Cecina: Knowing that I am going to ride 545 miles and that it is going to have its up and downs emotionally and physically. I am trying to prepare for the fact that it is a journey and that it won’t always be easy.

Jim: The most grueling day for me was the second day when we rode through the valley when the temperatures were 100 degrees. Ugh!

Tell me about your bike. What kind of bike and equipment did you need for this kind of journey?

Cecina: I bought a really cool bike: a Cannondale Synapse with 105 components from Village Cycle in Redding. I had some gear already from mountain bike riding, but mostly I am starting from scratch: new shoes, gloves, riding gear, and now really just trying to dial in a saddle that will keep me comfortable.

Jim: I ride a carbon fiber road bike for most of my long rides but this year I will be riding a vintage steel Schwinn road bike I have restored. You will see every kind of bike on the AIDS Ride from mountain bikes to single speed fixed bikes, and single gear beach cruisers.

What kind of training have you done?

Cecina: I am riding as often as I can and incorporating more miles every week.  I am also changing my diet and thinking a lot more about staying hydrated.

Jim: I have ridden hundreds and hundreds of miles. I ride about 100 miles a week. This area is the best riding country in California. The hills give you lots of bang for the buck when training, meaning greater strength with less miles. There is no way to get around the time needed in the saddle to build butt and legs like tree trunks and lungs like garbage cans. But if you can’t sit in the saddle you are out of luck. Long slow distance is the key to getting ready for a long multiple day ride like this. A ride must be mentally disciplined as the days are long, hard, and hot.

How much have you raised so far?

Cecina: Every rider is expected to raise $3,000, but you can set any goal for yourself.  I have set my personal goal at $5,000 and I really hope that I make the goal. So far I have raised $3700.

Jim: I have raised $100 to date. Over the years, I have raised about $50,000 dollars to support health care and research for AIDS and arthritis by riding five Capital City Aids Rides, two San Francisco Aids Rides, and one eight-day Arthritis ride. Regardless if you are able to donate or not, if you have lost a family member or friend to AIDS, or know someone who is living with AIDS, please contact me and I will be honored to carry their picture or name with me on the ride.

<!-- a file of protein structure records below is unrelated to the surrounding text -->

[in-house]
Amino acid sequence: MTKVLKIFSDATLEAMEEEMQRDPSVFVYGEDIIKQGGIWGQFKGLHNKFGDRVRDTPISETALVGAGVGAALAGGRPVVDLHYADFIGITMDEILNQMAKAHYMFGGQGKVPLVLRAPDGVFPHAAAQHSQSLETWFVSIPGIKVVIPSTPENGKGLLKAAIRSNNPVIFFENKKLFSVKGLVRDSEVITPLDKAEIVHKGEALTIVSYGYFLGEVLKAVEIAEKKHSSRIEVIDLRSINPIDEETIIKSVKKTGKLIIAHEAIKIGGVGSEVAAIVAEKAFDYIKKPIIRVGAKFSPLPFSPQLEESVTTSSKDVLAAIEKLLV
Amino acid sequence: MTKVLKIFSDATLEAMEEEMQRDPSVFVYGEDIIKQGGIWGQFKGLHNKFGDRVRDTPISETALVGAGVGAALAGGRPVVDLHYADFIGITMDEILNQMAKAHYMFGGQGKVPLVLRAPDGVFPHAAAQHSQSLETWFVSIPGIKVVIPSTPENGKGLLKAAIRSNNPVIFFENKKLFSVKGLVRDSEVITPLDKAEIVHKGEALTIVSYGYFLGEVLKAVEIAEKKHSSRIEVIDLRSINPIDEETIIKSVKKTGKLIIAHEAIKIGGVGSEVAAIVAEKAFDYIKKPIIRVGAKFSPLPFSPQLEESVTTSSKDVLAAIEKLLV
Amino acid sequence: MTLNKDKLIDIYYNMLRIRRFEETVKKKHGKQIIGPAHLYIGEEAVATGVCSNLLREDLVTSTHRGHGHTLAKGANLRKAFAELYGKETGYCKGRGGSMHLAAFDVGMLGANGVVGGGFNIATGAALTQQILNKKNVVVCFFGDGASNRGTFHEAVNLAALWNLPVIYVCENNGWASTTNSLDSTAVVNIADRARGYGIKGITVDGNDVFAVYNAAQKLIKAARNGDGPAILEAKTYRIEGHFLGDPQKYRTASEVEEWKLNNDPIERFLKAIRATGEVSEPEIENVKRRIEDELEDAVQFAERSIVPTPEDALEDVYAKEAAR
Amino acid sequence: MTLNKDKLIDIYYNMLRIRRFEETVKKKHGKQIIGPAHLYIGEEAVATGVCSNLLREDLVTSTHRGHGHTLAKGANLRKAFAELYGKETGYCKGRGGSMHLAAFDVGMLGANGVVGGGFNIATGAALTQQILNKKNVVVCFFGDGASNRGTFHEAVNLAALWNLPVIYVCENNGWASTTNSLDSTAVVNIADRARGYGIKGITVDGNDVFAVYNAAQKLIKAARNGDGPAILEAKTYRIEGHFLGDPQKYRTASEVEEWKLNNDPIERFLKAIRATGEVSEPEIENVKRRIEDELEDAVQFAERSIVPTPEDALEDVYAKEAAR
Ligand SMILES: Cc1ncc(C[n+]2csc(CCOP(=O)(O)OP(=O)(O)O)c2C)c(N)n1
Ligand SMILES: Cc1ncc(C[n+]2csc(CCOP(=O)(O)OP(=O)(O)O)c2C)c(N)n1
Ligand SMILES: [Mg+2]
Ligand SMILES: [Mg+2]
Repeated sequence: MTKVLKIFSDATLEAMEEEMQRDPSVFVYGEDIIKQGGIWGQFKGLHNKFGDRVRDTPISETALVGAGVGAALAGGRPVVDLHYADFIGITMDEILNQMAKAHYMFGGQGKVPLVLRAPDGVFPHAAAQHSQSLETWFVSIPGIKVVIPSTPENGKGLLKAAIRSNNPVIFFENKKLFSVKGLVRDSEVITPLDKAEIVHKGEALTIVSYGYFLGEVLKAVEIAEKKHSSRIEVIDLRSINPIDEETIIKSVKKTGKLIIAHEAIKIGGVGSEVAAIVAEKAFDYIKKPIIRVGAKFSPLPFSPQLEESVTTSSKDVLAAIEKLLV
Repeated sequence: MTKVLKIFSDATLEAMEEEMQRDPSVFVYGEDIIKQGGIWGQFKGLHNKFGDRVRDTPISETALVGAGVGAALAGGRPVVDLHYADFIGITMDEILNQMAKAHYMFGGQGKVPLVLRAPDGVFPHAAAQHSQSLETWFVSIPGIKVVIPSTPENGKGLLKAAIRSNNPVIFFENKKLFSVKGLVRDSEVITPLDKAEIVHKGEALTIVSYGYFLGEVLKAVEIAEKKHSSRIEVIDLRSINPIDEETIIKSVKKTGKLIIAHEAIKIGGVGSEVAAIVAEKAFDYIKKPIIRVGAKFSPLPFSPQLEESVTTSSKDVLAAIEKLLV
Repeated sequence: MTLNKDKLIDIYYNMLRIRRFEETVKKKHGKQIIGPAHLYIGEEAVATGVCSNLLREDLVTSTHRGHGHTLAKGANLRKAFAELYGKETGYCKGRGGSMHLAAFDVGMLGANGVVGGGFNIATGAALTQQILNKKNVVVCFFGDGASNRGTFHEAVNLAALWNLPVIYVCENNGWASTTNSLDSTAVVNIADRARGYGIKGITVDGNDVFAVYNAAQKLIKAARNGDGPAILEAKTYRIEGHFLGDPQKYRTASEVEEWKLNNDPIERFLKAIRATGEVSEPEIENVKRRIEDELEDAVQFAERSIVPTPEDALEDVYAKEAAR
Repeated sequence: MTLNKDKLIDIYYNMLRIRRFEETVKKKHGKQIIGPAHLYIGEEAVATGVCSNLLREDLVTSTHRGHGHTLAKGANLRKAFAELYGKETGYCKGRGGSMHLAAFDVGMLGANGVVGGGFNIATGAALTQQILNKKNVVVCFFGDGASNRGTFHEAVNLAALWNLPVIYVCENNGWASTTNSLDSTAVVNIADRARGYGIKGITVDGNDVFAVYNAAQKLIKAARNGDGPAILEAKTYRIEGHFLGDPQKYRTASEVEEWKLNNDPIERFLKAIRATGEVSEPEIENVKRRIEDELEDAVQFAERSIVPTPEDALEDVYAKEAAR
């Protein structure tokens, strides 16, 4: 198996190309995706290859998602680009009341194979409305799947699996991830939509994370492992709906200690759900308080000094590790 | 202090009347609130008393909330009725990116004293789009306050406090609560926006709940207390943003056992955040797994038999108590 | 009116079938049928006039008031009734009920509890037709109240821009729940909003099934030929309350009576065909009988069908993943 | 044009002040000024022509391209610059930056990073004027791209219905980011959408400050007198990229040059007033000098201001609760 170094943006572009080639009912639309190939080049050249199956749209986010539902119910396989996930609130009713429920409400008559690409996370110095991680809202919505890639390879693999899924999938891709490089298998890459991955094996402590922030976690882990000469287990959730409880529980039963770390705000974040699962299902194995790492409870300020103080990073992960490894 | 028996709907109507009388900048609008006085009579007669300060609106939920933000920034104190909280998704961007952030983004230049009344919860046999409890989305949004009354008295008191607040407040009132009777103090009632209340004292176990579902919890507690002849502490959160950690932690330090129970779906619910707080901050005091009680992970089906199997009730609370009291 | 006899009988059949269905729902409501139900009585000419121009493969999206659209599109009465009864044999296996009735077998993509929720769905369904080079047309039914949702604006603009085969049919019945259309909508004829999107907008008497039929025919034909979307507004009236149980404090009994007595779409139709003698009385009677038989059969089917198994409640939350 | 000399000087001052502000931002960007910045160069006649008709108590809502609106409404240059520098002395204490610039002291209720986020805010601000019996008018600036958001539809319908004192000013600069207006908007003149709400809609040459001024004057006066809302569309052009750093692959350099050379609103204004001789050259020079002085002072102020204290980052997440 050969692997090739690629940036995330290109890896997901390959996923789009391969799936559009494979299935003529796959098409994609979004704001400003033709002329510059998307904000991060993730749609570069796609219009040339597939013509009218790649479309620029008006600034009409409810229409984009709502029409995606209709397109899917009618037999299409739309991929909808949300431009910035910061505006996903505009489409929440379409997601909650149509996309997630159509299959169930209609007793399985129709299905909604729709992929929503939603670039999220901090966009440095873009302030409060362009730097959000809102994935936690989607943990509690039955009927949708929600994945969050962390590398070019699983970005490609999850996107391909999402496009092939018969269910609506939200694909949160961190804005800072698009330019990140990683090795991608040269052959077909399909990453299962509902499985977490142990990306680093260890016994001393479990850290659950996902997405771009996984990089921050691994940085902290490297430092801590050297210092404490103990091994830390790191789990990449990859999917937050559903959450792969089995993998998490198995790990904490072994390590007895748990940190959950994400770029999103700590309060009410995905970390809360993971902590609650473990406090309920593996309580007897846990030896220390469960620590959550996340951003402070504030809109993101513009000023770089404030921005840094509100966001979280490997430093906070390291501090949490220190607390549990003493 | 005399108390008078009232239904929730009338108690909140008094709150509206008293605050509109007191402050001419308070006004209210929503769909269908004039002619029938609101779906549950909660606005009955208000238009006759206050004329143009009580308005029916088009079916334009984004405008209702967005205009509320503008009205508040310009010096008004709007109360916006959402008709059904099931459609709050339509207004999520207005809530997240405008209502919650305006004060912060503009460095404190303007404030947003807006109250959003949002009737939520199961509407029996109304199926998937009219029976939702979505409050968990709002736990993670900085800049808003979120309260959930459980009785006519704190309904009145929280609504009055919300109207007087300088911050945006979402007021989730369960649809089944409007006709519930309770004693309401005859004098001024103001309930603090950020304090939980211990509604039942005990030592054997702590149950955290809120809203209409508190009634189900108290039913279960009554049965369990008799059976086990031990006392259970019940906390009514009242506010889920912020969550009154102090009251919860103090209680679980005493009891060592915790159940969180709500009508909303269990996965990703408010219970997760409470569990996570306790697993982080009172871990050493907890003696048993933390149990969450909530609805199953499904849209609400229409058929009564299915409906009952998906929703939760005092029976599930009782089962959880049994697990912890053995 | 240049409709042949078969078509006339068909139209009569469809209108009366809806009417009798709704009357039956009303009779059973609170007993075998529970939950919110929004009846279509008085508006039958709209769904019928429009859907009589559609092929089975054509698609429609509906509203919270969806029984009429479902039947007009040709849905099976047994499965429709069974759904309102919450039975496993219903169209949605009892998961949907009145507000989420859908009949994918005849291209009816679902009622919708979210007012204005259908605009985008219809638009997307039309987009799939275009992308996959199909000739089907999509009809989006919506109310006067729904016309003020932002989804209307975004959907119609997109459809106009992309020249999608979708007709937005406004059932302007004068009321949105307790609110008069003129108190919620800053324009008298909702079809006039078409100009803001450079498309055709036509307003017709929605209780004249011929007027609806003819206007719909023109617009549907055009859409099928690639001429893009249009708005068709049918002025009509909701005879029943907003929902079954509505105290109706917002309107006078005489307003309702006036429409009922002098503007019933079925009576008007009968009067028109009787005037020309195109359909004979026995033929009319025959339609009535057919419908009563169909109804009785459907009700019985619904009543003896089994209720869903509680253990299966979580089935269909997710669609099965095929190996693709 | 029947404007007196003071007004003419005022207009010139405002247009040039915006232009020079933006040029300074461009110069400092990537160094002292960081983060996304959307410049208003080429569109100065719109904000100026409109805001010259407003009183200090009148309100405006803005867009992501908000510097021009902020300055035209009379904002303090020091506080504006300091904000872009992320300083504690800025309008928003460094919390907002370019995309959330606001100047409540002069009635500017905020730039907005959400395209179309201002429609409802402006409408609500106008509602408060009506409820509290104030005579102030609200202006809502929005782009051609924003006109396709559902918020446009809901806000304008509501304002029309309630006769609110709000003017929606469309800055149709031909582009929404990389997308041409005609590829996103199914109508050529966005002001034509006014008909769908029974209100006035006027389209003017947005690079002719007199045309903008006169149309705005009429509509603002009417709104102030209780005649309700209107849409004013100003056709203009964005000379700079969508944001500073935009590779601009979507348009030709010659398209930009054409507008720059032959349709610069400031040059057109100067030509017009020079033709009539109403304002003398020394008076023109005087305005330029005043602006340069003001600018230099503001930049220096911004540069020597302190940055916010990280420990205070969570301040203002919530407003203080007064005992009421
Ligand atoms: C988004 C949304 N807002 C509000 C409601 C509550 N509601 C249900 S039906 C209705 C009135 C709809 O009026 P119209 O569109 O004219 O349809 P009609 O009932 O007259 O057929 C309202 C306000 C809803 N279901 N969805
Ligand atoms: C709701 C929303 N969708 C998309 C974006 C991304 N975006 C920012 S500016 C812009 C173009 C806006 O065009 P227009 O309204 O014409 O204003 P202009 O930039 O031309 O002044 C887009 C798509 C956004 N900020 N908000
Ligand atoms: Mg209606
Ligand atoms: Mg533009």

What are you most scared about?

Cecina: I am most scared about having some sort of physical problem that would hold me back.

Jim: In 2005, on my second San Francisco Aids Ride, I injured myself and had my bike taken away. When I returned home I had five rods put into my back. Now I have rods in my back, one new hip, one new heart valve, one new disk in my neck and I am still riding. What is there to be scared of? No Whining!

AIDS Lifecycle is a fully supported, seven-day bike ride from San Francisco to Los Angeles, June 1 to 7, to raise money and awareness in the fight against HIV and AIDS. To learn more about the AIDS Lifecycle, visit aidslifecycle.org. To donate to Cecina or Jim, visit aidslifecycle.org, choose “Find a Participant,” enter either “Jim Freemon” or “Cecina Hines” and chose “Search” and “Donate.” All donations are appreciated and help support AIDS education, research and treatment.

Adam Mankoski is a journalist and blogger living in Northern CA. Look for his parenting blog, “Double Daddy,” coming soon.

Adam Mankoski

is a recent North State transplant who feels completely at home here. He enjoys experiencing and writing about the people, places and things that embody the free spirit of the State of Jefferson. He and his partner are the owners of HawkMan Studios and the creators of Redding’s 2nd Saturday Art Hop.